Project Report on Education Society

GURUKUL EDUCATION SOCIETY DETAILED PROJECT REPORT FOR ESTABLISHING AN EDUCATION SOCIETY SCHOOL & COMMERCE INSTITUTE IN INDIA CONTENTS Page No. PREAMBLE CHAPTER I : BRIEF DETAILS OF COLLABORATING PARTNERS. 1. 1. Introduction : 1. 2. Background of the Consultants 1. 3. Technical Education & Industry Scenario CHAPTER II : THE PROMOTING BODY 2. 1. Introduction to its Genesis including its Registration Status 2. 2. Details of its Promoters including their Background 2. 3.
Activities of the Promoting Body including a listing of major educational promotional activities undertaken till now. 2. 4. Mission of the Promoting Body 2. 5. Vision of the Promoting Body CHAPTER III : OBJECTIVES AND SCOPE OF THE PROPOSED PROGRAMME 3. 1 Objectives 3. 2 General and Commerce Education Scenario in the State 3. 3 Status at Entry Level 3. 4. Status of Commerce Level manpower 3. 5 Industrial Scenario of the State 3. 6 Scope of the College vis-a-vis the Industrial Scenario and Educational Facilities already available in the State and in this Institute.
CHAPTER IV :ACADEMIC PROGRAMMES 4. 1 Basic Academic Philosophy of the Institution 4. 2 Types of Programmes 4. 3. Identified Programmes 4. 4. Phase-wise Introduction of Programmes & Intake 4. 5 Target Date for Start of Academic Programmes 4. 6 Central Computing facility 4. 7 Central Library 4. 8 Affiliating Body 4. 11 Scholarships CHAPTER V: SALIENT FEATURES OF ACADEMIC DIVISIONS 5. 1 Classification of Academic Divisions i. e. Departments,Centres, Schools, Central Academic Facilities. 5. 2. (i) Commerce (120 seats) 5. 2. (i) 1 Academic Objectives 5. 2. (i) 2. : Areas of Focus . 2. (i) 3. : Academic Programme 5. 2. 4 : Faculty Requirement & Phase-wise Recruitment 5. 2. 5 : Requirement of Laboratories, Space and Equipment (cost) 5. 2. 6 : Requirement of other Space like Class Rooms,Faculty Rooms, Departmental Office. CHAPTER VI : LINKAGES IN TECHNICAL EDUCATION 6. 1. : Introduction 6. 2. : Linkages with Industry 6. 3. : Linkages with the Community 6. 4. : Linkages with Institutions of excellence such as the IIMs and ICAI. 6. 5. : Linkages Abroad CHAPTER VII : GOVERNANCE 7. 1. : Philosophy of Governance 7. 2. : State & Central Governance

CHAPTER VIII : ACADEMIC & ADMINISTRATIVE MANAGEMENT 8. 1. : Organizational Structure & Chart for day-to-day Operations & Management 8. 2. : Role and Responsibilities of Key Senior Positions 8. 3. : Methods/Style of Administration/Management CHAPTER I : BRIEF DETAILS OF COLLABORATING PARTNERS. A. Gurukul Education Society In the following pages brief details of collaborating parteners 1) ——— and 2) ——- are given B. INTRODUCTION To meet the increasing demand of qualified manpower in the field of emerging areas of commerce and Industry.
And to provide the Primary education facilities to common man in village, Gurukul Education society, pune is formed with the approval of All India council for Education, Govt of india. It is affiliated to Pune University and Pune Board. In todays World of 21 century, our country is on the road map of Globalization, hence more and more industries are attracting towards India and specially towards Rural Area. As they are considering there rural area as beneficial investment. Hence Gurukul Education society is planning to open a Primary School and Commerce college in Pune District at Yavat.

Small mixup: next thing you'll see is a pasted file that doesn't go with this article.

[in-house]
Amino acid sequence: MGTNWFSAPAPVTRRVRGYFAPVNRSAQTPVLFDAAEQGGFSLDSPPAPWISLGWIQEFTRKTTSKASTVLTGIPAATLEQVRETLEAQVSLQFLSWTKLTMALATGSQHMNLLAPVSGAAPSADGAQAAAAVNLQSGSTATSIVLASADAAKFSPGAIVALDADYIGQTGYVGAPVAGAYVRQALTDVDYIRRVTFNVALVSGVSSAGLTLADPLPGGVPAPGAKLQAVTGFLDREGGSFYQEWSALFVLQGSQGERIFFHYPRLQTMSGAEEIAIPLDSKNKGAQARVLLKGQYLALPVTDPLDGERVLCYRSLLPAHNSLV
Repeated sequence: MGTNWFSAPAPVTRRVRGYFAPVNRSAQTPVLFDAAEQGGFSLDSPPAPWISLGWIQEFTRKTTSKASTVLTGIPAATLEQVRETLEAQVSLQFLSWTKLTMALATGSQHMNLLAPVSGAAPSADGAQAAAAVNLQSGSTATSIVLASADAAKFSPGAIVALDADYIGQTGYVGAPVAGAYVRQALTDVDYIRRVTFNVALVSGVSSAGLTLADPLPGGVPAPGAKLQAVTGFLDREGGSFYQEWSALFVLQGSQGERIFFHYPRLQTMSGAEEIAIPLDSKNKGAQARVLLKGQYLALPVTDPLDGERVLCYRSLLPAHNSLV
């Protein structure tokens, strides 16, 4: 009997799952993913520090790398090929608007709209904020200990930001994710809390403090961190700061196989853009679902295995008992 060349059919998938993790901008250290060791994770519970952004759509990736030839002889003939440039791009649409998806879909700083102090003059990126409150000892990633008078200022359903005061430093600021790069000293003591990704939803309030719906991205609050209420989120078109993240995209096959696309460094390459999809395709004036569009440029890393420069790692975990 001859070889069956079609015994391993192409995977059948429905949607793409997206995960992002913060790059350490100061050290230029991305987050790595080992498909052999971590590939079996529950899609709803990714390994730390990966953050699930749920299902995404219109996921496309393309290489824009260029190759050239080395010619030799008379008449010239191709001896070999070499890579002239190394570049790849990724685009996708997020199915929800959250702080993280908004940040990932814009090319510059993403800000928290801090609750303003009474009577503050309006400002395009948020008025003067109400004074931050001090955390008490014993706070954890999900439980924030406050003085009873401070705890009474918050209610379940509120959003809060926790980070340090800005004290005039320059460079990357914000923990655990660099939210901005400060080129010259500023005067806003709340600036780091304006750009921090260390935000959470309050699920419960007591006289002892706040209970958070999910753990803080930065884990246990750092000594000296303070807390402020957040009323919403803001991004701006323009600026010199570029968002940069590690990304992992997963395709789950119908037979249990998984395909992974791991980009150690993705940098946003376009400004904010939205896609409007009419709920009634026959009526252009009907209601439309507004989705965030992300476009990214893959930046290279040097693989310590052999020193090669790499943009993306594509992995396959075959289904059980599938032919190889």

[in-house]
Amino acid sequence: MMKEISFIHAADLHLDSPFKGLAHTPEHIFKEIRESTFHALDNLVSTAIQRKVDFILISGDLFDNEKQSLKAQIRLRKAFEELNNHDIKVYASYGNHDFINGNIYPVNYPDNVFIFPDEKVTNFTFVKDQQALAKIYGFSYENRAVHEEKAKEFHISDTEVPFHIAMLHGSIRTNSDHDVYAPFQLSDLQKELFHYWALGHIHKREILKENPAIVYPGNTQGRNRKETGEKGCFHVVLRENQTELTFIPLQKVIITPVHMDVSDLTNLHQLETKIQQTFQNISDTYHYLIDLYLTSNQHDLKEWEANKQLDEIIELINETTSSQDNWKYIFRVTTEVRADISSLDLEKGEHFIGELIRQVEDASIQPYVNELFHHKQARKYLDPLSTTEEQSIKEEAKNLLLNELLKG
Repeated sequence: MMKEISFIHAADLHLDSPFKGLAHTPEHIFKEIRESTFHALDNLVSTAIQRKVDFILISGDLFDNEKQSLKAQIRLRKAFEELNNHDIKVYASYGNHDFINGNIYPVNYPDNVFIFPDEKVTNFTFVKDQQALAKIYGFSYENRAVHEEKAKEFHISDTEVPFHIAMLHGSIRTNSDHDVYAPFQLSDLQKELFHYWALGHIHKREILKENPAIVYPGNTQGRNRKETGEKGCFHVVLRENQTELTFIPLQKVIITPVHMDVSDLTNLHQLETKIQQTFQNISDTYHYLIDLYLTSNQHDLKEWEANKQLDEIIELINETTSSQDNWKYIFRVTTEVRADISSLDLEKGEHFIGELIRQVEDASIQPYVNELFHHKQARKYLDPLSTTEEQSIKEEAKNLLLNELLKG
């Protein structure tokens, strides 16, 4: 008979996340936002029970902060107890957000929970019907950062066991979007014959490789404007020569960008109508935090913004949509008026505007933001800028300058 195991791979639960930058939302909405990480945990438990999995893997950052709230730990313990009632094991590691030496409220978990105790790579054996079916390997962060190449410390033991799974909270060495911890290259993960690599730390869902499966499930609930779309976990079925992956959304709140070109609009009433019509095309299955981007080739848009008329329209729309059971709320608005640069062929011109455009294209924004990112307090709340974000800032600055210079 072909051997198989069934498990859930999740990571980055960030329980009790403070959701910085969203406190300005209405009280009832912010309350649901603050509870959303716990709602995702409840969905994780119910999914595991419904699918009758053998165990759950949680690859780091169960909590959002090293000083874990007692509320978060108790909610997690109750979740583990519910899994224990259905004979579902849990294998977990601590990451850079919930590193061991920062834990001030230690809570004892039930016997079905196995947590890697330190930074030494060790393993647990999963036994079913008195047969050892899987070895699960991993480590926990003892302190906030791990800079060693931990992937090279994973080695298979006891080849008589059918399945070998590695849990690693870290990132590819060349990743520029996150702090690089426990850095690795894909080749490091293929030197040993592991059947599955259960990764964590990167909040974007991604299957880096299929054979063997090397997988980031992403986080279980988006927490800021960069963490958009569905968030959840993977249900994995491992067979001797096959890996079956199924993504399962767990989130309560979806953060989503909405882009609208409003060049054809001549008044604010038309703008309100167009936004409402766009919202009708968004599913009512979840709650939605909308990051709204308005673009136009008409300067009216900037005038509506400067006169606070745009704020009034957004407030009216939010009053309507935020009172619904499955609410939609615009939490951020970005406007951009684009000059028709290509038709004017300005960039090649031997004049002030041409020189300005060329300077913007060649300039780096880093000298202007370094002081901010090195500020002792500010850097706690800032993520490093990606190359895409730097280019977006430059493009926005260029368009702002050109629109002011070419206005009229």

C. Backround of the Counsultants. Solution Provider pvt. Ltd. are appointed as consultants to regularize & assist for project completion. The Solution Provider are serving various clients for last 25 years. They have very good goodwill in market & commitment complier. CHAPTER II : THE PROMOTING BODY 2. 1 Introduction to its Genesis including its Registration Status Gurukul Education Society, registered in 1998 in pune has established Gurukul Institute of commerce in Pune. Whose members include well-known Industrialists, Businessmen, Professionals and Educationists.
The people associated with the Society are engaged in rendering social services in Pune and Mumbai. The members of the society are committed to provide the investment needed for the education with global competitiveness. No compromise is made in ensuring the high quality of education in the Institute. 2. 2. Details of its Promoters including their Background The promoters consist of Industrialists, Businessmen, Professionals Educationists. The list is given on the following pages. In there are a large number of members in the following categories: (i) Founder Members : 44 ii) Members : 39 (iii) Aajiwan Sahyogi : 156 (iv) Donors : 21 2. 3 Activities of the Promoting Body including a listing of major educational promotional activities undertake till now. The promoters of the society have been involved in various activities related to basic and professional education, health care and have established a number of educational institutions consisting of Engineering College, Polytechnic, ITI and are also managing Five Public Schools at various locations in Maharashtra. 2. 4 Mission of the Promoting Body The missions are mentioned below: 1.